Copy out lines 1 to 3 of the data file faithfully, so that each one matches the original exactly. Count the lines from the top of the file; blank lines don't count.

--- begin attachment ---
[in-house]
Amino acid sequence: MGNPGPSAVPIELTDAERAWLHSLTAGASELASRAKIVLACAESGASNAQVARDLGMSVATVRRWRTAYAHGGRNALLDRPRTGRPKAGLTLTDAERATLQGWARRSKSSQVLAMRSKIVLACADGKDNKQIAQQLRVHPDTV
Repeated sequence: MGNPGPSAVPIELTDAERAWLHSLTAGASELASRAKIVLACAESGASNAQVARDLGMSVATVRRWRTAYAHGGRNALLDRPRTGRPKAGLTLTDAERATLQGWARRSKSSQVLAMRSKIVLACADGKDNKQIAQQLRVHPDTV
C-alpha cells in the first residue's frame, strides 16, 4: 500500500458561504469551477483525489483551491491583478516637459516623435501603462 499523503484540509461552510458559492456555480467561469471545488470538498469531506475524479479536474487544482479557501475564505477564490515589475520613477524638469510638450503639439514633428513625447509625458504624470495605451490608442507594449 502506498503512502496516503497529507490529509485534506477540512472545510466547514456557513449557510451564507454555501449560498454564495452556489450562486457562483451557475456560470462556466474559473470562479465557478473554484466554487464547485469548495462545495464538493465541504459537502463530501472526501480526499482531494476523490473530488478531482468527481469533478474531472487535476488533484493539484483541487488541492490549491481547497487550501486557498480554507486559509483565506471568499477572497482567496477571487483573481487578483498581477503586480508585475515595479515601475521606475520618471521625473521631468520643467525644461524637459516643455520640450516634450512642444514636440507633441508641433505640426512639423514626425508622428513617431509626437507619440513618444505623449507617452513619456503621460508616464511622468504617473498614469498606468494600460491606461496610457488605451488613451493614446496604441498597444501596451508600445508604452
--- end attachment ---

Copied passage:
[in-house]
Amino acid sequence: MGNPGPSAVPIELTDAERAWLHSLTAGASELASRAKIVLACAESGASNAQVARDLGMSVATVRRWRTAYAHGGRNALLDRPRTGRPKAGLTLTDAERATLQGWARRSKSSQVLAMRSKIVLACADGKDNKQIAQQLRVHPDTV
Repeated sequence: MGNPGPSAVPIELTDAERAWLHSLTAGASELASRAKIVLACAESGASNAQVARDLGMSVATVRRWRTAYAHGGRNALLDRPRTGRPKAGLTLTDAERATLQGWARRSKSSQVLAMRSKIVLACADGKDNKQIAQQLRVHPDTV